Wang in Tibet: Sinicization of the religions in China
Tibet is an extraordinarily popular destination these days, not only for the 26 million Chinese tourists visiting the Roof of the World, but also for the members of the Standing Committee of the Politburo of the Communist Party of China (CPC) Central Committee.
In just one month, two almighty members visited Tibet (Number 2 and 4 in the hierarchy).
I mentioned the visit of Premier Li Keqian just before Beidaihe ‘summer holidays’ and now it is the turn of Wang Yang, chairman of the National Committee of the Chinese People’s Political Consultative Conference (CPPCC) to spend three days on the plateau (apparently in Chamdo and Lhasa).
Xinhua reported that Wang visited a Tibetan family in Chamdo, during his three-day ‘inspection tour’ on the plateau from August 24 to 26.
The news agency commented: “Top political advisor stresses poverty relief, religious work in Tibet.”
His visit was to urge the Tibetans (and the local cadres), to do more “to advance targeted poverty relief and accelerate the paces of building a moderately prosperous society in all respects” and also to take care of the “religious work to ensure prosperity, development and lasting stability in Tibet Autonomous Region.”
“Winning the tough battle of eliminating poverty in Tibet is of great significance to people’s well-being and ethnic solidarity,” Wang said.
Apparently he came for the same objective than the Premier at the end of August.
Is there so much poverty on the plateau more than 60 years after the so-called Liberation?
Wang advised the cadres: “Priority should be given to improving the quality of poverty relief, with a reasonable sequence of work and no hastening to meet deadlines.”
He spoke of the long-term effects of relief (of poverty) work: “The current standard of poverty relief must be strictly implemented,” he added.
Wang also stressed ecological protection, “ecological relocation work in high-altitude mountainous areas should proceed steadily and in an orderly manner. The national ecological security shield must be strengthened.”
What does ‘relocation work’ mean? It is not clear, probably to relocate the nomads in ‘new cities’, often looking like ghettos.
Sinicization of the religions in China
Wang also visited Sera monastery near Lhasa, where he asked the monks to work for “improved and innovative temple management and advancing anti-separatism efforts.”
Are the monasteries still the hot-beds of ‘separatism’?
It looks like.
Wang was accompanied by Drukhang Rinpoche Thubten Khedrup, the President of the Tibet branch of the China Buddhist Association.
The CPPCC Chairman chairman spoke of “social stability and prosperity of Tibet in the long term, urging preparedness and precautions for danger in times of safety.”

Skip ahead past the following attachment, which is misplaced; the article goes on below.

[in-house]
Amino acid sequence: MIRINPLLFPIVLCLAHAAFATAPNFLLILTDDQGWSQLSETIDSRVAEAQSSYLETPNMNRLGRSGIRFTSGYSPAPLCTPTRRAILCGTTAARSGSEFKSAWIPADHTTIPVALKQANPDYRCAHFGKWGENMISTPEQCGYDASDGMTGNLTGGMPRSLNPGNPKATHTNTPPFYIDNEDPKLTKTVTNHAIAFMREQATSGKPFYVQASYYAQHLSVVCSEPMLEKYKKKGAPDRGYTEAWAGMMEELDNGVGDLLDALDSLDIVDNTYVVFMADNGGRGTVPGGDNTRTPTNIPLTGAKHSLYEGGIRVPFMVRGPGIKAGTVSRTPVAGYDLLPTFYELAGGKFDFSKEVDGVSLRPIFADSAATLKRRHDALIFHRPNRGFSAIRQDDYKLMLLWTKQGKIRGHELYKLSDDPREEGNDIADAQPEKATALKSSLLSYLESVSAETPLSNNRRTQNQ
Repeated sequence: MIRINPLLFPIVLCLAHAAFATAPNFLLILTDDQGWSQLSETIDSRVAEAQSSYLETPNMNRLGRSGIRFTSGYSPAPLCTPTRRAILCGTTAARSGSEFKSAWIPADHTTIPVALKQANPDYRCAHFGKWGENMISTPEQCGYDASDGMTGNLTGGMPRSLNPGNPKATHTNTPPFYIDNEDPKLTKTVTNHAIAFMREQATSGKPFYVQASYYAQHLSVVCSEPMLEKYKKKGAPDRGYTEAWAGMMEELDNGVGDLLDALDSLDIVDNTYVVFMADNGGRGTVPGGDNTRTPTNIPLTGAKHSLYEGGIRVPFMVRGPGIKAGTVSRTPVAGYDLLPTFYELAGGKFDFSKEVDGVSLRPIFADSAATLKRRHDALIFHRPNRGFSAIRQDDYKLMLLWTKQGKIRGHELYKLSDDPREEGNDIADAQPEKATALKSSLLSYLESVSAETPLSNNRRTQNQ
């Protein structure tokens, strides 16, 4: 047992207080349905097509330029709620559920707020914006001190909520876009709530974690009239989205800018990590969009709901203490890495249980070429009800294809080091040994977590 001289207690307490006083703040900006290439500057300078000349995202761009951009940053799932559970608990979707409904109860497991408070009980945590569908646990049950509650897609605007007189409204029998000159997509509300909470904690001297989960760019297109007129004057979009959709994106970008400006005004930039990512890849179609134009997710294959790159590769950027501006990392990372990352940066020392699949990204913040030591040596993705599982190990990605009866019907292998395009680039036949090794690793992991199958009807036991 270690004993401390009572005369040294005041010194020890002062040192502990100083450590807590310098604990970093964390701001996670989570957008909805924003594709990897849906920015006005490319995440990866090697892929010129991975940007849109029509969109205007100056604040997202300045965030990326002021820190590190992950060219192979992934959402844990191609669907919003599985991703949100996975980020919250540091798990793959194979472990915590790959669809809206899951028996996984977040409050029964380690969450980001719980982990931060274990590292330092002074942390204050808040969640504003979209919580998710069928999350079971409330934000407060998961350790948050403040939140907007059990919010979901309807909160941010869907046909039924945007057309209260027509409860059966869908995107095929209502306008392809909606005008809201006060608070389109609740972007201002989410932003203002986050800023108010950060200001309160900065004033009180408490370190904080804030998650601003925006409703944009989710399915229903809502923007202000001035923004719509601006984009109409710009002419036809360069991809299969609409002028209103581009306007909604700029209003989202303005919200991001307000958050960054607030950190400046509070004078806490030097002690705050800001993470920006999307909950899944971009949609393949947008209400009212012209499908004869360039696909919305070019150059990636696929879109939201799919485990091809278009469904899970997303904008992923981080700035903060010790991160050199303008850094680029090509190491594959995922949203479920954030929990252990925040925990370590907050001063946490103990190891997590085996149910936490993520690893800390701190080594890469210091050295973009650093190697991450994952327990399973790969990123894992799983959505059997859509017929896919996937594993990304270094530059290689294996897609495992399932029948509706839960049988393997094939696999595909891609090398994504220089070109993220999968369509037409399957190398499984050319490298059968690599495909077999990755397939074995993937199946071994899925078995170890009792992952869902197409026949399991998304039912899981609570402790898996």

What danger? From Dharamsala? From India?
While visiting the monastery, he mentioned the new of theme of Xi Jinping’s religious campaign, “Sinicization of the religions in China”.
More efforts should be made to integrate Tibetan Buddhism into China’s socialist society, he explained, asking the monks “to firmly uphold the leadership of the CPC, inherit and promote patriotism, and be courageous to battle all separatist elements, in order to further protect the national reunification, ethnic unity and social stability.”
Why was the Panchen Lama, who has been camping in Lhoka prefecture in the past few days, not accompanying Wang is a mystery?
In terms of seniority, he is certainly ‘senior’ to Thubten Khedrup.
Why was he not around is rather strange, though some more pictures may emerge in a few days, showing an encounter.
While in Sera, Wang instructed the monasteries to better cultivate “talents in religious work within the religious circle, to preserve the good image of Buddhism, and push forward the healthy development of Tibetan Buddhism.”
With Chinese Communist characteristics of course…
Was there a meeting with the PLA officers and soldiers posted on the platea?
Nothing has appeared so far.Wang was accompanied by Zhang Yijiong, who since 2012 serves as executive deputy director of the United Front Work Department and as such is responsible for the Tibetan affairs in Beijing.
Incidentally, Zhang succeeded Hu Chunhua as Deputy Secretary of the TAR.
Today Hu is a member of the Politburo (at one time, he was the heir-designate of the Emperor).
All this does not explain why two visits by members of the Politburo’s Standing Committee were necessary.
To enter in the Guinness Book of Records?
We will have to wait to know.
As mentioned earlier, it was Wang Yang who should have visited Tibet in the first place.